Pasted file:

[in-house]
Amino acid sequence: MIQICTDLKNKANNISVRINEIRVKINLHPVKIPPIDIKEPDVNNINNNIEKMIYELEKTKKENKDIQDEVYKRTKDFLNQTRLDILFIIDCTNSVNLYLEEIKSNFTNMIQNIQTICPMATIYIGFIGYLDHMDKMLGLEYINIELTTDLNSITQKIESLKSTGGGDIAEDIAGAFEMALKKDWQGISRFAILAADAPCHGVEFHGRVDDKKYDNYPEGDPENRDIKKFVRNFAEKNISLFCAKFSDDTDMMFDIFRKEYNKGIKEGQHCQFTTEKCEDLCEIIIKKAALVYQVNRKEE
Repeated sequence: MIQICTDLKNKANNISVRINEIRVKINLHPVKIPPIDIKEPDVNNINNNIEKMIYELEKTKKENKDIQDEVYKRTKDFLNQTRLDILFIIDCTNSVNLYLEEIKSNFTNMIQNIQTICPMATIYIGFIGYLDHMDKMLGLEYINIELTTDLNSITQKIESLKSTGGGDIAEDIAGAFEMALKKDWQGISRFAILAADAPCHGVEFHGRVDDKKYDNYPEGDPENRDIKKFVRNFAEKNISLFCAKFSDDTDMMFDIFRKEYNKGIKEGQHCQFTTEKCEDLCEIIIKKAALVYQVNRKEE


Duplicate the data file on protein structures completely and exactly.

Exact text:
[in-house]
Amino acid sequence: MIQICTDLKNKANNISVRINEIRVKINLHPVKIPPIDIKEPDVNNINNNIEKMIYELEKTKKENKDIQDEVYKRTKDFLNQTRLDILFIIDCTNSVNLYLEEIKSNFTNMIQNIQTICPMATIYIGFIGYLDHMDKMLGLEYINIELTTDLNSITQKIESLKSTGGGDIAEDIAGAFEMALKKDWQGISRFAILAADAPCHGVEFHGRVDDKKYDNYPEGDPENRDIKKFVRNFAEKNISLFCAKFSDDTDMMFDIFRKEYNKGIKEGQHCQFTTEKCEDLCEIIIKKAALVYQVNRKEE
Repeated sequence: MIQICTDLKNKANNISVRINEIRVKINLHPVKIPPIDIKEPDVNNINNNIEKMIYELEKTKKENKDIQDEVYKRTKDFLNQTRLDILFIIDCTNSVNLYLEEIKSNFTNMIQNIQTICPMATIYIGFIGYLDHMDKMLGLEYINIELTTDLNSITQKIESLKSTGGGDIAEDIAGAFEMALKKDWQGISRFAILAADAPCHGVEFHGRVDDKKYDNYPEGDPENRDIKKFVRNFAEKNISLFCAKFSDDTDMMFDIFRKEYNKGIKEGQHCQFTTEKCEDLCEIIIKKAALVYQVNRKEE